A new study published by the Proceedings of the National Academy of Sciences examines how California’s forests have changed since the 1930s–and, according to its authors, can help us understand how forests will respond to the changing global climate in the future.
Entitled “Twentieth-century shifts in forest structure in California: Denser forests, smaller trees, and increased dominance of oaks,” the study looked at tree abundance and size across the state of California and in several different ecoregions.
“We wanted to document what’s changed since the 1930s, and if there were climatic signals associated with those changes,” the study’s lead author, Dr. Patrick McIntyre of the University of California, Berkeley’s Department of Integrative Biology, told mongabay.com.
Redwood forest in Big Basin State Park, California. Photo by Rhett A. Butler.
Specifically, McIntyre and his team wanted to determine if patterns that had been found in the forests of the Sierra Nevada and San Gabriel mountain ranges were characteristic of the entire state. So they set about comparing data collected by “forester” Albert Wieslander in the 1920s and 1930s to data collected by the U.S. Forest Service in the 2000s as part of its Forest Inventory and Analysis program.
What they found is pretty much what was expected given that California is in the midst of one of the most severe droughts ever recorded. There is indeed a general pattern across the entire state: large trees are in decline, and even though they are known to suffer disproportionate mortality rates in times of drought, the report describes the decline as “striking.” At the same time, the prevalence of small trees is increasing, which is usually attributed to fire suppression efforts and human exploitation of forests.
But McIntyre said some of the findings were not entirely expected. “What was somewhat surprising is that we detected a signal that the steepest declines in large trees were in areas where our models suggest that water stress for plants has increased the most. This was surprising because many other factors, such as a long history of logging and human altered fire cycles, certainly contribute to forest changes in California in the last century.”
Redwood forest in Muir Woods in northern California. Photo by Rhett A. Butler.
This is where the study’s findings could help us understand how forests will respond to climate change, McIntyre said. “The water stress signal potentially allows us to use models of water stress across the landscape to try and predict future changes.”
Another observation the researchers made was that over the last century there has been a marked shift toward dominance of oaks versus pines in the forests of California, another pattern consistent with a warming world in which water stress is a fact of life.
“These findings suggest increased temperatures and changes in the timing and levels of water availability are contributing to large area changes in western North American forests,” the study concludes.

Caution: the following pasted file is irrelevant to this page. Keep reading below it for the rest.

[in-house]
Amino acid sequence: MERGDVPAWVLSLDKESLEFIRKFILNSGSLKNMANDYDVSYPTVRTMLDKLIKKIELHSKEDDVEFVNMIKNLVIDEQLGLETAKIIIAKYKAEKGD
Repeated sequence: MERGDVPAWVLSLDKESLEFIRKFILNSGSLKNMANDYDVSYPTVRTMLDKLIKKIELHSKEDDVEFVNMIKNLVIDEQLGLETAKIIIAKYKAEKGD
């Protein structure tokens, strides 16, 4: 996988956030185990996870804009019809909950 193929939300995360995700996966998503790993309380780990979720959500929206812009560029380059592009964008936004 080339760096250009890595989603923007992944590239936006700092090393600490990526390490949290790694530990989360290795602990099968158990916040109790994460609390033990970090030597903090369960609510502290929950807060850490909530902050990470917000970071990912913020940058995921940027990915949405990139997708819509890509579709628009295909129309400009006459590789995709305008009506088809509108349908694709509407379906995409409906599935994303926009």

The biggest change, according to the paper, is in the Transverse and Peninsular mountain ranges of Southern California, which now have less than 30 percent the density of large trees that they had in the 1930s. The Sierra Nevada highlands, the Coast Ranges of southern and central California, and Northern California all had about 50 percent the density of large trees.
According to Global Forest Watch data, California lost 959,141 hectares (2.37 million acres) of tree cover between 2001 and 2012. That means the state has lost nearly 10 percent of its total forest cover since 2000.
“Our findings suggest that understanding the dynamics of water availability and drought stress is important to understanding changes in forests,” McIntyre said. “It’s not just about the amount of rainfall, but factors such as how much water the soil can hold, at what time of year the snowpack melts, and if water is around when conditions are right for trees to grow.
“Better understanding of these factors can help us model and predict future changes.”
According to Global Forest Watch, California lost 10 percent of its tree cover between 2001 and 2012, and has few large areas of intact forest left. Click to enlarge.
Greenpeace, University of Maryland, World Resources Institute and Transparent World. 2014. Intact Forest Landscapes: update and degradation from 2000-2013. Accessed through Global Forest Watch on Jan. 13, 2015. www.globalforestwatch.org
Hansen, M. C., P. V. Potapov, R. Moore, M. Hancher, S. A. Turubanova, A. Tyukavina, D. Thau, S. V. Stehman, S. J. Goetz, T. R. Loveland, A. Kommareddy, A. Egorov, L. Chini, C. O. Justice, and J. R. G. Townshend. 2013. “Hansen/UMD/Google/USGS/NASA Tree Cover Loss and Gain Area.” University of Maryland, Google, USGS, and NASA. Accessed through Global Forest Watch on Jan. 15, 2015. www.globalforestwatch.org.
McIntyre, P. J., Thorne, J. H., Dolanc, C. R., Flint, A. L., Flint, L. E., Kelly, M., and Ackerly, D. D. 2015. Twentieth-century shifts in forest structure in California: Denser forests, smaller trees, and increased dominance of oaks. Proceedings of the National Academy of Sciences doi:10.1073/pnas.1410186112
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